WHAT ARE COMMODITIES?
Commodities are raw materials or agricultural products that can be bought and sold, with examples being gold, Natural Gas and wheat. From Copper to corn, coal to crude oil, commodities are central to life – and the lives of billions of people around the world are affected by their price fluctuations.
There are two ways to trade commodities – buying and selling via exchanges, or trading them using derivatives such as binary options, CFDs and spread bets (where permitted). The most liquid commodities markets in the US include crude oil, Natural Gas, and RBOB gasoline, as well as soft commodities such as sugar and wheat. When it comes to a global outlook, steel, aluminum and iron are some of the most traded commodities by volume.
WHAT ARE THE MOST TRADED COMMODITIES WORLDWIDE?
By trading volume, the top commodities include gold, silver, US Crude Oil, Brent Crude, copper, and Natural Gas. Products such as coffee, wheat and sugar are also featured on the list of most traded commodities. Here are some of the major ones to consider: Gold, Silver, Crude Oil, Copper, Natural Gas, Coffee
For thousands of years, gold has been a highly valued metal. Rising gold prices may signal political upheaval or uncertainty, due to investors turning to the precious metal as a safe-haven asset when other financial instruments are struggling.
WHAT IS COMMODITY TRADING?
Commodity trading can mean two things – buying and selling commodities via exchanges, or trading them via derivatives (where permitted).
Some commodities are more tradeable than others. For example, markets such as orange juice, oats and feeder cattle are less liquidity – such markets often prohibit speculators from entering or exiting a trade at the point they would like to. An example of a more tradeable commodity is Natural Gas, with crude oil and corn also considered liquid markets.
When trading commodities, speculators should consider factors such as the level of volatility associated with the trade, the aforementioned liquidity of the market, and other factors that influence price movements, listed below.
Why Trade Commodities?
The commodities market is attractive to traders because it can offer:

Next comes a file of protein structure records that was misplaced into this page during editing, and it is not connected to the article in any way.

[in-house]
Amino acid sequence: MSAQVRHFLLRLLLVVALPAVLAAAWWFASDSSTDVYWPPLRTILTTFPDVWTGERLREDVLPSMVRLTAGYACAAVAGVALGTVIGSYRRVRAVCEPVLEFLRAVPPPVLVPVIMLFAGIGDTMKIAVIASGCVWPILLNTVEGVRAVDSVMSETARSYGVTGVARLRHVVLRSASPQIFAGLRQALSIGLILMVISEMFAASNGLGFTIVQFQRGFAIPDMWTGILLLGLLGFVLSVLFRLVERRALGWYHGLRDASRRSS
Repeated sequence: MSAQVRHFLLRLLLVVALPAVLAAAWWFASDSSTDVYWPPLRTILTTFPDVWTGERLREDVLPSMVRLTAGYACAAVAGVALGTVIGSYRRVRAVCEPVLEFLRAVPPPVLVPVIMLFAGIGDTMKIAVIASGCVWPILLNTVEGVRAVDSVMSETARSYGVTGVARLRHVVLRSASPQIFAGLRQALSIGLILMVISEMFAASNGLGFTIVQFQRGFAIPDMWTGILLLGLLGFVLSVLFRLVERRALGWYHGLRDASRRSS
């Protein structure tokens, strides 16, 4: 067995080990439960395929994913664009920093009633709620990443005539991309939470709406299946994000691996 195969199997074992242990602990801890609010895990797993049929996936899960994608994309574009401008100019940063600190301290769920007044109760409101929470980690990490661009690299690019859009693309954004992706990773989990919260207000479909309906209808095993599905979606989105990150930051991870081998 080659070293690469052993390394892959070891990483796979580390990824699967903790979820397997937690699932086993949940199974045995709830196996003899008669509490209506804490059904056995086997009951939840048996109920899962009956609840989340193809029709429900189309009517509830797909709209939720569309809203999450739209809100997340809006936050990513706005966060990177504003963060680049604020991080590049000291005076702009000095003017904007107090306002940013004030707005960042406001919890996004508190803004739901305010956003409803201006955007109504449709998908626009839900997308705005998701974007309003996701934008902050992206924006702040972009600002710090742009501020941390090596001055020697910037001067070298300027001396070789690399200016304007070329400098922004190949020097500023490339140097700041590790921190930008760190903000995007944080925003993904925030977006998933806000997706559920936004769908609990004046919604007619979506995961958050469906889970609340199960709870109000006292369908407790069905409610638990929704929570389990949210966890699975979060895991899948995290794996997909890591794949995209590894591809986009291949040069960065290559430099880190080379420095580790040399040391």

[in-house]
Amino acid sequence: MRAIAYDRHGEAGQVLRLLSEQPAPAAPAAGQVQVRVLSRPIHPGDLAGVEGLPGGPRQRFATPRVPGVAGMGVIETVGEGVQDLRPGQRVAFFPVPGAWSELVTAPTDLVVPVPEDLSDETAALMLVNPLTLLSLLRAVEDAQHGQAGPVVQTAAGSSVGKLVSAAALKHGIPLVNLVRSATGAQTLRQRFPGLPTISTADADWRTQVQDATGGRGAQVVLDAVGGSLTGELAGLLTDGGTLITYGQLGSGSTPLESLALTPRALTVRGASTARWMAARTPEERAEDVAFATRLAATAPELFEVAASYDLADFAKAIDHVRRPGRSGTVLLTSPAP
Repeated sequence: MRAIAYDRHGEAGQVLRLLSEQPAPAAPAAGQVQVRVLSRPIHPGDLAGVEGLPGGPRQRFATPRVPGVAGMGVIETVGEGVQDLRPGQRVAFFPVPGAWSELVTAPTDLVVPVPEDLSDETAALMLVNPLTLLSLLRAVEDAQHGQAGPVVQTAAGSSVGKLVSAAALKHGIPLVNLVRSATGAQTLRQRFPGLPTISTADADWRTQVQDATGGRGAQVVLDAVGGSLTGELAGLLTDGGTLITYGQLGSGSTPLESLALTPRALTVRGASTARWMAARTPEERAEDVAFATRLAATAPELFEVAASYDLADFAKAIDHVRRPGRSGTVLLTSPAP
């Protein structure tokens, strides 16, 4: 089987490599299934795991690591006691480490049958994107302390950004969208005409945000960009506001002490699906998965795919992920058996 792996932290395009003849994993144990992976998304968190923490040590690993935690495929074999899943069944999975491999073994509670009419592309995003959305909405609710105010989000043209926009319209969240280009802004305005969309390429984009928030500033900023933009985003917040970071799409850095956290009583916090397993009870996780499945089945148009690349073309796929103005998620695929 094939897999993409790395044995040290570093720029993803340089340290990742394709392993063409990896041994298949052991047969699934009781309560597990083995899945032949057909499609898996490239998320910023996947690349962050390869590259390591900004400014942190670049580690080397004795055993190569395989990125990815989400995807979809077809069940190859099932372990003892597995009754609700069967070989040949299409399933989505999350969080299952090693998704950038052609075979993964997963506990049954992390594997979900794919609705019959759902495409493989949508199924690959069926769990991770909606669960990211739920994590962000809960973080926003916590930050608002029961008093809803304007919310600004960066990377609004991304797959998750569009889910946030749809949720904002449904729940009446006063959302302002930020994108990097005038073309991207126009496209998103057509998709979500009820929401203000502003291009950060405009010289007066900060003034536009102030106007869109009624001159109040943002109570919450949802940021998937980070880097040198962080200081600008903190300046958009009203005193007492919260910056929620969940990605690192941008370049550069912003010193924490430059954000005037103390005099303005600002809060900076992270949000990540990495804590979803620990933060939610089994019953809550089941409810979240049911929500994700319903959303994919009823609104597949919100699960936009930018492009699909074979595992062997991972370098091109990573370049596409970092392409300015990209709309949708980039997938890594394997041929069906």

A Safe Haven
Certain commodities, such as gold, can be a sensible investment in times of market turbulence. This is due to the likelihood of the asset retaining its value – or even increasing in price – during challenging economic conditions.
The dramatic swings in commodity prices mean that, with the right knowledge, traders can take advantages of price movements in liquid markets.
A Diversified Portfolio
Broad exposure to commodities can be a good source of portfolio diversification, as they collectively show low correlations with equities and bonds.
WHAT MOVES PRICES IN COMMODITY MARKETS?
When negotiating the commodities market, traders should consider a variety of factors, such as:Supply and DemandMacroeconomic PerformancePoliticsBehavior of Other Traders in the Market
A lower supply of a commodity tends to mean the price of that commodity will rise, and a higher supply conversely means the price is likely to fall. The variables affecting supply include:
- Seasonality: for example, for agricultural products
- Movements in production costs: for example, as a result of increased efficiencies, technological investment or operational changes
- Changes in the competitive landscape: for example, if new producers enter or existing producers leave the market
While oversupply (supply exceeding demand) may push down prices, demand becoming greater than supply can cause a shortage which can raise prices again. The rapid fluctuations that can result means those trading commodities should keep up to date with supply and demand conditions.
TIPS FOR TRADING COMMODITIES
- To stay ahead of the market, see our commodity news and analysis where experts analyze some of the major commodity price developments
- Before entering a trade, decide on a risk-reward ratio. At DailyFX we recommend using a positive risk-reward ratio. See our Traits of Successful Traders guide for more information on this
- See our economic calendar for the dates and times of important data releases
- Traders should always update their knowledge and skills. DailyFX experts host webinars that cover trading strategies and tips, see our webinar calendar to learn more
COMMODITY TRADING HOURS
|COMMODITY||OPEN TO CLOSE (ET)||BREAK TIME (ET)||OPEN TO CLOSE (GMT)||BREAK TIME (GMT)|
|Gold||18:00-17:00 Sunday-Friday||17:00-18:00 Monday-Friday||23:00-22:00 Sunday-Friday||22:00-23:00Monday-Friday|
|Silver||18:00-17:00 Sunday-Friday||17:00-18:00 Monday-Friday||23:00-22:00 Sunday-Friday||22:00-23:00Monday-Friday|
|Oil – US Crude||18:00-17:00 Sunday-Friday||17:00-18:00 Monday-Friday||23:00-22:00 Sunday-Friday||22:00-23:00Monday-Friday|
|Oil – Brent Crude||18:00-17:00 Sunday-Friday||17:00-18:00 Monday-Friday||23:00-22:00 Sunday-Friday||22:00-23:00Monday-Friday|
|Copper||18:00-17:00 Sunday-Friday||17:00-18:00 Monday-Friday||23:00-22:00 Sunday-Friday||22:00-23:00Monday-Friday|
|Natural Gas||18:00-17:00 Sunday-Friday||17:00-18:00 Monday-Friday||23:00-22:00 Sunday-Friday||22:00-23:00Monday-Friday|
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